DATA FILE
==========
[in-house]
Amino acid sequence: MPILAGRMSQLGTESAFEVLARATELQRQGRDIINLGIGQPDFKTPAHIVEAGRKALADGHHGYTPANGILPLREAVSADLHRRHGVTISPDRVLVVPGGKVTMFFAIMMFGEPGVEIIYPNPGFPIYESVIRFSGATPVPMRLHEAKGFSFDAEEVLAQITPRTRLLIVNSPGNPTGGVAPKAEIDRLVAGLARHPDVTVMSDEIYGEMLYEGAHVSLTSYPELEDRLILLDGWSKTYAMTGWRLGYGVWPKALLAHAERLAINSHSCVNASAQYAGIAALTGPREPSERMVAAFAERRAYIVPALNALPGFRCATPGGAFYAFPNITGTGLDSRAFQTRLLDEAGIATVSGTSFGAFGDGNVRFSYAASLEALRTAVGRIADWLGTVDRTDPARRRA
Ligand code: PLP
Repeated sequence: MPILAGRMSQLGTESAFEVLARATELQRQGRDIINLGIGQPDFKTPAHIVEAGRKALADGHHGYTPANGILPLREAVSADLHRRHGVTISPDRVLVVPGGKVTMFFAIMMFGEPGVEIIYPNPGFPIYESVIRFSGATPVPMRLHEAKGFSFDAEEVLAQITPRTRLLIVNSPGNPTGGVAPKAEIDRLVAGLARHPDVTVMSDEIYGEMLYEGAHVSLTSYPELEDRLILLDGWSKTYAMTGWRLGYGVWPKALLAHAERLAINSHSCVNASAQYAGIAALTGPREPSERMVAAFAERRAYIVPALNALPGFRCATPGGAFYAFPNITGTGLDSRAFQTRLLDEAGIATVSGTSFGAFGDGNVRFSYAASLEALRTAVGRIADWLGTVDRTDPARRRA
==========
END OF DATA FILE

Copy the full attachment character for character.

[in-house]
Amino acid sequence: MPILAGRMSQLGTESAFEVLARATELQRQGRDIINLGIGQPDFKTPAHIVEAGRKALADGHHGYTPANGILPLREAVSADLHRRHGVTISPDRVLVVPGGKVTMFFAIMMFGEPGVEIIYPNPGFPIYESVIRFSGATPVPMRLHEAKGFSFDAEEVLAQITPRTRLLIVNSPGNPTGGVAPKAEIDRLVAGLARHPDVTVMSDEIYGEMLYEGAHVSLTSYPELEDRLILLDGWSKTYAMTGWRLGYGVWPKALLAHAERLAINSHSCVNASAQYAGIAALTGPREPSERMVAAFAERRAYIVPALNALPGFRCATPGGAFYAFPNITGTGLDSRAFQTRLLDEAGIATVSGTSFGAFGDGNVRFSYAASLEALRTAVGRIADWLGTVDRTDPARRRA
Ligand code: PLP
Repeated sequence: MPILAGRMSQLGTESAFEVLARATELQRQGRDIINLGIGQPDFKTPAHIVEAGRKALADGHHGYTPANGILPLREAVSADLHRRHGVTISPDRVLVVPGGKVTMFFAIMMFGEPGVEIIYPNPGFPIYESVIRFSGATPVPMRLHEAKGFSFDAEEVLAQITPRTRLLIVNSPGNPTGGVAPKAEIDRLVAGLARHPDVTVMSDEIYGEMLYEGAHVSLTSYPELEDRLILLDGWSKTYAMTGWRLGYGVWPKALLAHAERLAINSHSCVNASAQYAGIAALTGPREPSERMVAAFAERRAYIVPALNALPGFRCATPGGAFYAFPNITGTGLDSRAFQTRLLDEAGIATVSGTSFGAFGDGNVRFSYAASLEALRTAVGRIADWLGTVDRTDPARRRA